The Hunter Valley lost a valuable cultural icon at the weekend.
Maxwell "Max" Joseph Watters OAM, who was born in Muswellbrook in 1936, died on Saturday, February 1, aged 83.
He was best known not only for his artistic talent, but also his generous philanthropic nature.
In March 2004, Mr Watters signed over his collection to the Muswellbrook Shire - which appears in the Muswellbrook Regional Arts Centre - so residents and visitors alike could enjoy in perpetuity his vision.It features works from many of Australia's greatest contemporary artists including Robert Dickerson, Richard Larter, Euan McLeod, Tony Tuckson, John Perceval, Grace Cossington-Smith, Charles Blackman, Imants Tiller, Danila Vassilieff and Jon Plapp.
The "gift" provided art education for generations to come, to inspire visual awareness and curiosity, and promote culture as a tool for tourism in the region.
Over the years, Mr Watters had given more than 300 works, valued in excess of $4 million.
"It's fairly rare, especially in regional Australia," said the gallery's acting director, Elissa Emerson.
'So, Muswellbrook residents are very fortunate.
"The best works we have in the [arts centre] collection have come in Max's collection."
Incredibly, Mr Watters, the second of seven children born to Frank and Iris Watters, was self-taught.
However, his works are held in many private collections as well as the National Gallery of Australia and Art Gallery of NSW.
He established his subject matter early, specialising in buildings and environment of the Hunter Region, and focused on such settings most of his career.
Watters was encouraged in his art by his older brother Frank, who moved to Sydney and eventually opened a gallery with Geoffrey Legge that has been a leading outlet for new Australian art for more than 50 years.
"Frank took me out into the country to get used to the feeling of the environment," Watters says. "There wasn't a house in sight so I did a heap of crap. I came home and someone kept saying 'where's the river? you don't put a river in'. I'd say, 'the river's there, look behind you. It took me out there to get the feeling of the environment. I'd get sketches or photographs and decide whether I wanted to do it."
His working method evolved. At first he went on location with a photographer, with Watters drawing and the photographer taking images of the landscape. Later, the photographer would bring the images to Watters. "I set them out in my way," Watters said in an interview with Jim Kellar in 2016. "I draw it out first, to see how it looks, if it's in balance and it I'm happy with it. In my early work, it's just flat areas drafted out and coloured in, accidently things happen. And I'd look at it and say, 'hang on a minute, I can do something with that' ".
Retired director of the Maitland Regional Art Gallery Joe Eisenberg once extolled the virtues of the two-time former Muswellbrook Shire Citizen of the Year.
"Nobody else will leave such a legacy of what it looks like [in the Muswellbrook area]," he said.
Mr Watters undertook a butcher's apprenticeship at a meatworks in Aberdeen, before a spell of national service.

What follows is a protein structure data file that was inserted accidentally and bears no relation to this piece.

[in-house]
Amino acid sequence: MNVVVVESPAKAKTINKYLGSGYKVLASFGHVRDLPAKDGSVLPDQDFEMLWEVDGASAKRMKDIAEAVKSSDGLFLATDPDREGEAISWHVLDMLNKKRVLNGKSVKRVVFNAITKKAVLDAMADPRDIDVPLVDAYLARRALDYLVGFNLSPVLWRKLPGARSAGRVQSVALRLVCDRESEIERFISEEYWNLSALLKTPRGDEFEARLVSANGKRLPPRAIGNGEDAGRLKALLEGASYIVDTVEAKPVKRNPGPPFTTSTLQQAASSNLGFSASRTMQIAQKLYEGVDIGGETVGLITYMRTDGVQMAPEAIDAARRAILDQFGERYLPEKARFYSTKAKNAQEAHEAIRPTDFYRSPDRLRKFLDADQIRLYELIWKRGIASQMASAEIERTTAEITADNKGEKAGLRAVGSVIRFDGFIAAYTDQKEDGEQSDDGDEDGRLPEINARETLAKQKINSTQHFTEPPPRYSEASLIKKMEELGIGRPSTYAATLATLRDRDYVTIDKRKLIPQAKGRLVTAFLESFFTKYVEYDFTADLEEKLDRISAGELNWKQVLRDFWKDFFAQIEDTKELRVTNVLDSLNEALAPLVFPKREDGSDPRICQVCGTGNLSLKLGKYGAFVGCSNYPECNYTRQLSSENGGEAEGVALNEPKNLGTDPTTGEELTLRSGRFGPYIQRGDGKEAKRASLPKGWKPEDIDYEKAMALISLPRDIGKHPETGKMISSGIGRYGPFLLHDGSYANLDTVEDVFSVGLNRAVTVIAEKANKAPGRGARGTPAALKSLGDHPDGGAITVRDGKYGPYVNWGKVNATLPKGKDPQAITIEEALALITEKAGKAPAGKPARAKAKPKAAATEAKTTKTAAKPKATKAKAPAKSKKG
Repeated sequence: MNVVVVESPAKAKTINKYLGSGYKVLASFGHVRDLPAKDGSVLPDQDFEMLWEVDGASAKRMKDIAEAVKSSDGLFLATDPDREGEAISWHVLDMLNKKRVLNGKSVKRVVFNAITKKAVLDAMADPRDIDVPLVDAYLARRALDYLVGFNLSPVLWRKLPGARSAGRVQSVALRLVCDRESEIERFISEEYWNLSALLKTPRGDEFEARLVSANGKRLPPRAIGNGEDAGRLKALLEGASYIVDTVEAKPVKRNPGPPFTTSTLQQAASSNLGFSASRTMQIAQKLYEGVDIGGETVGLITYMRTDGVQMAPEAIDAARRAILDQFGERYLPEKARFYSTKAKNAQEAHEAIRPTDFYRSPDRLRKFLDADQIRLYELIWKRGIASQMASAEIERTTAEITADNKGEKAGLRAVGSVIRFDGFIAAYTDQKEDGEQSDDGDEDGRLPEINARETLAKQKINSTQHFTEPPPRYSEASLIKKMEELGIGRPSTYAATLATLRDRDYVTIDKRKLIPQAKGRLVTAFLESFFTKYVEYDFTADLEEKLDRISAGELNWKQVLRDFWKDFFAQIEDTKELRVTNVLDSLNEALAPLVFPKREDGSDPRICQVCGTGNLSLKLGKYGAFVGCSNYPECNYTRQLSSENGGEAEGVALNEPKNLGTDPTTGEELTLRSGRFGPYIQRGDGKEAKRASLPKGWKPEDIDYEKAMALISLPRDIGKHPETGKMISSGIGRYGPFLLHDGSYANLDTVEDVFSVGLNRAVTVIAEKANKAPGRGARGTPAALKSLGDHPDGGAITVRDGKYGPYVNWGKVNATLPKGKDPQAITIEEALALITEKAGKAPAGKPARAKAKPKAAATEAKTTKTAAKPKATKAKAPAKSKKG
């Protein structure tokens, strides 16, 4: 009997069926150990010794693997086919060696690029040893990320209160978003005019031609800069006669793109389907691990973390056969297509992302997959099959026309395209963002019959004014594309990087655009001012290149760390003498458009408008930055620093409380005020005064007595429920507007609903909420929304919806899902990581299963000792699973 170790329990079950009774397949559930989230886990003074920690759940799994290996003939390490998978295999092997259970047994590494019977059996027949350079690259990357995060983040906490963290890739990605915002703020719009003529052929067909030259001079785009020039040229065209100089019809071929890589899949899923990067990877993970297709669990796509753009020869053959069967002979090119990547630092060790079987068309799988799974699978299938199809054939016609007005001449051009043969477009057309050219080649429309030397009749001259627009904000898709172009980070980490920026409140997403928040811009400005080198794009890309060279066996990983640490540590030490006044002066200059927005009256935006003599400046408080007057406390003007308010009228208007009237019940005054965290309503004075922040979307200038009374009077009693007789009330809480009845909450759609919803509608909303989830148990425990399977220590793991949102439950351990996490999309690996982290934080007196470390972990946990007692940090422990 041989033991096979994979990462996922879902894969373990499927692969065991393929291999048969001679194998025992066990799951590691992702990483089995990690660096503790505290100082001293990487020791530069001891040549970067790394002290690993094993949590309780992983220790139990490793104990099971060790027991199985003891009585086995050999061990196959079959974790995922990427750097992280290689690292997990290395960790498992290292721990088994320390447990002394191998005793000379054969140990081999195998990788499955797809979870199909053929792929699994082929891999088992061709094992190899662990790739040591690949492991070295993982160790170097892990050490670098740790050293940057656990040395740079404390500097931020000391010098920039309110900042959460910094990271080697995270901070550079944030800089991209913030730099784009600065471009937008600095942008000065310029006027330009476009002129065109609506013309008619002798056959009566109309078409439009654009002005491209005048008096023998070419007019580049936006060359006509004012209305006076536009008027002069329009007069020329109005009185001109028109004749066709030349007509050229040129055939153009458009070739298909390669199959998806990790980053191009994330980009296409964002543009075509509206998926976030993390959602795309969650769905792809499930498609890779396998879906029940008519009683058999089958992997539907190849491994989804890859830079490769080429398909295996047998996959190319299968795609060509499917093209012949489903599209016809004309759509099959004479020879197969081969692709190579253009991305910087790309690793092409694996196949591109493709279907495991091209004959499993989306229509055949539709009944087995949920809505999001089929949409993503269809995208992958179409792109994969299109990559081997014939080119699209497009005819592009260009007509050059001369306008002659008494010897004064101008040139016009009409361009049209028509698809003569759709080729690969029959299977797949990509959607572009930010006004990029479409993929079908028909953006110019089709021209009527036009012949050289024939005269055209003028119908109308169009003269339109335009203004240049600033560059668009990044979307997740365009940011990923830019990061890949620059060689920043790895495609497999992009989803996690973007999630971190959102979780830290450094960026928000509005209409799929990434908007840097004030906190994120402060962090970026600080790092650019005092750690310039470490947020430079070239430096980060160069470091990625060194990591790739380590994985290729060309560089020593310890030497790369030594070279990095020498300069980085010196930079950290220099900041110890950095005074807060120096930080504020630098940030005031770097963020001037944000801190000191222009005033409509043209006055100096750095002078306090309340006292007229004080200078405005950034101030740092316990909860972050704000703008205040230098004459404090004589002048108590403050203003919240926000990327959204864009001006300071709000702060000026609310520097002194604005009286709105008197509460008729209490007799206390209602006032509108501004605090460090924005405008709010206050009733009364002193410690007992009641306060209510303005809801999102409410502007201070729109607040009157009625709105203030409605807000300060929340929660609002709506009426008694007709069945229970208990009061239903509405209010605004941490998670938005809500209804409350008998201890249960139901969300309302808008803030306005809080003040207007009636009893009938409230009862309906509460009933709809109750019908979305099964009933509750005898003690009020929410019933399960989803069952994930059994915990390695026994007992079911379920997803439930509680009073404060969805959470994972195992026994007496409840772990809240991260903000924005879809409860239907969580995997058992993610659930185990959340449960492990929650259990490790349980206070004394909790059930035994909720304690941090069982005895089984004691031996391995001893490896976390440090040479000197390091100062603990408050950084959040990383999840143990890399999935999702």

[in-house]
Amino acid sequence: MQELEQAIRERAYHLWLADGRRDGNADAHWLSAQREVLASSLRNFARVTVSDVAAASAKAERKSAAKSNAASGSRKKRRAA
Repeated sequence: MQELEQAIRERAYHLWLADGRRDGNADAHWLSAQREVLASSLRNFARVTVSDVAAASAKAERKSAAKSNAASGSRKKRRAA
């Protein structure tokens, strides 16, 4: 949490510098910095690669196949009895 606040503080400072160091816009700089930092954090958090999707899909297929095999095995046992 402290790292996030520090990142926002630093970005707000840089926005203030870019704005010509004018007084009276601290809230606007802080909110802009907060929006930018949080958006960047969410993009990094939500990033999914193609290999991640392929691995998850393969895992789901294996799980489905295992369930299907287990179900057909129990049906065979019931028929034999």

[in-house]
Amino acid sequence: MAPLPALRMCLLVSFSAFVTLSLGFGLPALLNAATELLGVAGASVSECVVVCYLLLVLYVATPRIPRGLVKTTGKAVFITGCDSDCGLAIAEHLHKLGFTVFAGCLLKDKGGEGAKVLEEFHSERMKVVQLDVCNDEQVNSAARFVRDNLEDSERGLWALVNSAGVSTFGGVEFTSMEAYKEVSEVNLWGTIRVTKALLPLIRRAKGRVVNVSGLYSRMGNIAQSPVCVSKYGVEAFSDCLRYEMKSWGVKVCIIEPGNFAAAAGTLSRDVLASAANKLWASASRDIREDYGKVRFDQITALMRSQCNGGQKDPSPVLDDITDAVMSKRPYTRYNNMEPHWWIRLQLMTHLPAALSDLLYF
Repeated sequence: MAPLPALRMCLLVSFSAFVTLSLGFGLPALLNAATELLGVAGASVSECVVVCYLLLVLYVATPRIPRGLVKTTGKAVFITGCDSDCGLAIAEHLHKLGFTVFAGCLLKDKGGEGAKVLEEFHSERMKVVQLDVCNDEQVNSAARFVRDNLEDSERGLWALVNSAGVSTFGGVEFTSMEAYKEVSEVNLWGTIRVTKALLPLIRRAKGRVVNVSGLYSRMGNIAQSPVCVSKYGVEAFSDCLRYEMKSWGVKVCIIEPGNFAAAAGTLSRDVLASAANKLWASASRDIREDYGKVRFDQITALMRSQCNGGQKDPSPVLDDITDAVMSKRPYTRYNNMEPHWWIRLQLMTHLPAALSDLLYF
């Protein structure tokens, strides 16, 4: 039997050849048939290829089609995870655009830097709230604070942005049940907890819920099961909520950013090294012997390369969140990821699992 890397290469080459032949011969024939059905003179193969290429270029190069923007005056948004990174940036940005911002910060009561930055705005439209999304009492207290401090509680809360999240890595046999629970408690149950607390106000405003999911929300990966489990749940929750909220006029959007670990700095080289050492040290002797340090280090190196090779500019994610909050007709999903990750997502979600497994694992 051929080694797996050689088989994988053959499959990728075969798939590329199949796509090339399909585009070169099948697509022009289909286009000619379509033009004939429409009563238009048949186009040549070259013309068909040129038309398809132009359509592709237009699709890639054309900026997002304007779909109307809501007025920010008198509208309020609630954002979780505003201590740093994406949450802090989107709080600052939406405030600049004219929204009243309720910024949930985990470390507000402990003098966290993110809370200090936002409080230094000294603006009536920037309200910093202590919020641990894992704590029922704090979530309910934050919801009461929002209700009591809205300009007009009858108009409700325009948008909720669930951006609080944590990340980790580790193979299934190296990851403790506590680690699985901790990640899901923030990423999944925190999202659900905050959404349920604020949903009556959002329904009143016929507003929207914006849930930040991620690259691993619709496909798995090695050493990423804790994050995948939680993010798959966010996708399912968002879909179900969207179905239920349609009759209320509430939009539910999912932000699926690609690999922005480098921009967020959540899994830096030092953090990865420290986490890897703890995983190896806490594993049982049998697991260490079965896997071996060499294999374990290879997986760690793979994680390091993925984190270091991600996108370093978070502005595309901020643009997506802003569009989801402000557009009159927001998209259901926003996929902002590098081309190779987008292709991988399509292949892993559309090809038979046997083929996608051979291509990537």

He ended up labouring in a St Heliers underground coal mine, leading a team of pit ponies.
Later, he worked for the electricity commission for 28 years at McCullys Gap and Liddell power stations.
Mr Watters began splashing the canvas in the late 1950s.
When he won the local art prize in 1964, he told the judge he was going to learn to paint.
In return, he was told "no, you just paint".
He did exactly that - and painted the loved landscapes of his home shire and surrounds.
He was also encouraged to collect art by his brother Frank of the Watters Gallery in Sydney.
And, for more than five decades, Mr Watters offered art classes locally, starting on Saturday mornings in Denman.
He taught at Strathearn Aged Care village in Scone, the Muswellbrook PCYC and Wybong Community Hall, too.
In December 2017, local residents honoured him at the annual Wybong Christmas party when he announced his retirement.
For 20 years, he had donated his time and knowledge every Monday night at the Upper Hunter village, keen to inspire the next generation of artists.
Muswellbrook Shire mayor Martin Rush labelled Mr Watters "a Muswellbrook treasure".
"His death is being deeply felt in our community and by the state's arts community," he said.
"We cannot imagine anyone who more aptly personified Muswellbrook.
"He loved Muswellbrook and had very blunt words for anyone who did not.
"Humble, generous and without any pretention, he was inspired by assisting young and emerging artists and others in the community.
"He loved being a part of their journey and unlocking their capacity and vision.
"And, as a community, we were inspired by him."
Council's spokesperson for the arts Jason Foy echoed the sentiments.
"Every piece of his art is itself now a rich part of our Muswellbrook heritage - and we will continue to treasure it," he said.
"Max Watters was the shire's Citizen of the Year in 1992 and 2000; the only resident to have received the honour twice.
"Max was often given to saying, 'art's been good to me'.
"Well today, collectively, Muswellbrook says Max, you've been good to us.
"Thank you for your most extraordinary life.
"You'll be greatly missed."
Freelance arts consultant Bruce Tindale has worked at several regional galleries in Australia. Asked about Max Watters, he said: "He is quite unusual. There's lot of individuals who donate a work here and there. He's a different kettle of fish. He's a bloke who time has lost."
"He's in his element. He's always given to the community since he was quite young."